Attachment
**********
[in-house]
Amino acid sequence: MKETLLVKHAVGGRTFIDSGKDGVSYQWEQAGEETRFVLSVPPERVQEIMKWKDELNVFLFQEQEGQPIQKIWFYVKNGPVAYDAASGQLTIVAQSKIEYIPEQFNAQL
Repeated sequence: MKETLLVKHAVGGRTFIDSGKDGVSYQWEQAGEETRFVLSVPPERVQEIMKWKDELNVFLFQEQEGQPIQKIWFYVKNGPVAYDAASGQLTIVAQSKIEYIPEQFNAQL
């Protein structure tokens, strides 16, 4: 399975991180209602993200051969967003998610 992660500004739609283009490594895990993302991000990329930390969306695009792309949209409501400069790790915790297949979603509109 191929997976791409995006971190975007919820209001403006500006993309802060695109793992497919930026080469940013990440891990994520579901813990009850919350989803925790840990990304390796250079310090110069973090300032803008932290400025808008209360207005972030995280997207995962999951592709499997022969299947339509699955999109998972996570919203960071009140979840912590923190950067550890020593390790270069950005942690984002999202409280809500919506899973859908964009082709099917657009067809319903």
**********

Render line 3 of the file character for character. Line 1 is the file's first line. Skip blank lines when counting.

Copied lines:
Repeated sequence: MKETLLVKHAVGGRTFIDSGKDGVSYQWEQAGEETRFVLSVPPERVQEIMKWKDELNVFLFQEQEGQPIQKIWFYVKNGPVAYDAASGQLTIVAQSKIEYIPEQFNAQL